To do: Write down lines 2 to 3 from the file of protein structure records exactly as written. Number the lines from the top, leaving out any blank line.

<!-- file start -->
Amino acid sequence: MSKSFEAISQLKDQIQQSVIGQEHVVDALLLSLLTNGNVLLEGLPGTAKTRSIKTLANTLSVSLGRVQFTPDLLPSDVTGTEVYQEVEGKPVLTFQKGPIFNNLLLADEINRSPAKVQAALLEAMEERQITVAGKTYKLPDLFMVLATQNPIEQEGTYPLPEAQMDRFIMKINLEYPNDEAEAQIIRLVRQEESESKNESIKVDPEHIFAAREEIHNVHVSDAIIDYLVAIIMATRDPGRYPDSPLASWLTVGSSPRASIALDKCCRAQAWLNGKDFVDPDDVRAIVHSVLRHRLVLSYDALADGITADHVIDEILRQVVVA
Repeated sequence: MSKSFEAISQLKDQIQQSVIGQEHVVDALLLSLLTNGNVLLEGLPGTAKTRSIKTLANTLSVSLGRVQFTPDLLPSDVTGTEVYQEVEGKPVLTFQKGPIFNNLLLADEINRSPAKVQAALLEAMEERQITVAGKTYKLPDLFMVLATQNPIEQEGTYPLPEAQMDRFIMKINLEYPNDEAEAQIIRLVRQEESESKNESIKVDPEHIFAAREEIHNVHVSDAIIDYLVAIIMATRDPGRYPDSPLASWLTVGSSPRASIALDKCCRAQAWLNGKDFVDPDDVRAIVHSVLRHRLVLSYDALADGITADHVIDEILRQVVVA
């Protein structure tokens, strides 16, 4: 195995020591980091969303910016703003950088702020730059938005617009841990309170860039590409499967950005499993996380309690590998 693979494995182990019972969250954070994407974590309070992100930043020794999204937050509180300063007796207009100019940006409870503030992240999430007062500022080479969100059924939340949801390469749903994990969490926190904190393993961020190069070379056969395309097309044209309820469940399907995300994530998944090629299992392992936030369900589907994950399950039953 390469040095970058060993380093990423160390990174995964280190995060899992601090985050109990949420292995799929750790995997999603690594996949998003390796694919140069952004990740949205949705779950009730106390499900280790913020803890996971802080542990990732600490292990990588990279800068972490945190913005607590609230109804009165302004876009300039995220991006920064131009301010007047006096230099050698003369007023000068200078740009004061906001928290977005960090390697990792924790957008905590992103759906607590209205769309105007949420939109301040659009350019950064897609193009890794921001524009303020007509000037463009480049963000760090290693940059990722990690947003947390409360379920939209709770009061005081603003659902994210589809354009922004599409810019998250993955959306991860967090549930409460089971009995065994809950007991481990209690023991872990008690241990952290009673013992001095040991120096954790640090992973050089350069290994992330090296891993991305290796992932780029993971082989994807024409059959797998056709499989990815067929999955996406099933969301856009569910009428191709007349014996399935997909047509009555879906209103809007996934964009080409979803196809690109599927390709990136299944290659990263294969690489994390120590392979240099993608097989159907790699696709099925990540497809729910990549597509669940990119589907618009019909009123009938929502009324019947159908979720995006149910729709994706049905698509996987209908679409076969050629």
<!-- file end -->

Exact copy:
Repeated sequence: MSKSFEAISQLKDQIQQSVIGQEHVVDALLLSLLTNGNVLLEGLPGTAKTRSIKTLANTLSVSLGRVQFTPDLLPSDVTGTEVYQEVEGKPVLTFQKGPIFNNLLLADEINRSPAKVQAALLEAMEERQITVAGKTYKLPDLFMVLATQNPIEQEGTYPLPEAQMDRFIMKINLEYPNDEAEAQIIRLVRQEESESKNESIKVDPEHIFAAREEIHNVHVSDAIIDYLVAIIMATRDPGRYPDSPLASWLTVGSSPRASIALDKCCRAQAWLNGKDFVDPDDVRAIVHSVLRHRLVLSYDALADGITADHVIDEILRQVVVA
């Protein structure tokens, strides 16, 4: 195995020591980091969303910016703003950088702020730059938005617009841990309170860039590409499967950005499993996380309690590998 693979494995182990019972969250954070994407974590309070992100930043020794999204937050509180300063007796207009100019940006409870503030992240999430007062500022080479969100059924939340949801390469749903994990969490926190904190393993961020190069070379056969395309097309044209309820469940399907995300994530998944090629299992392992936030369900589907994950399950039953 390469040095970058060993380093990423160390990174995964280190995060899992601090985050109990949420292995799929750790995997999603690594996949998003390796694919140069952004990740949205949705779950009730106390499900280790913020803890996971802080542990990732600490292990990588990279800068972490945190913005607590609230109804009165302004876009300039995220991006920064131009301010007047006096230099050698003369007023000068200078740009004061906001928290977005960090390697990792924790957008905590992103759906607590209205769309105007949420939109301040659009350019950064897609193009890794921001524009303020007509000037463009480049963000760090290693940059990722990690947003947390409360379920939209709770009061005081603003659902994210589809354009922004599409810019998250993955959306991860967090549930409460089971009995065994809950007991481990209690023991872990008690241990952290009673013992001095040991120096954790640090992973050089350069290994992330090296891993991305290796992932780029993971082989994807024409059959797998056709499989990815067929999955996406099933969301856009569910009428191709007349014996399935997909047509009555879906209103809007996934964009080409979803196809690109599927390709990136299944290659990263294969690489994390120590392979240099993608097989159907790699696709099925990540497809729910990549597509669940990119589907618009019909009123009938929502009324019947159908979720995006149910729709994706049905698509996987209908679409076969050629």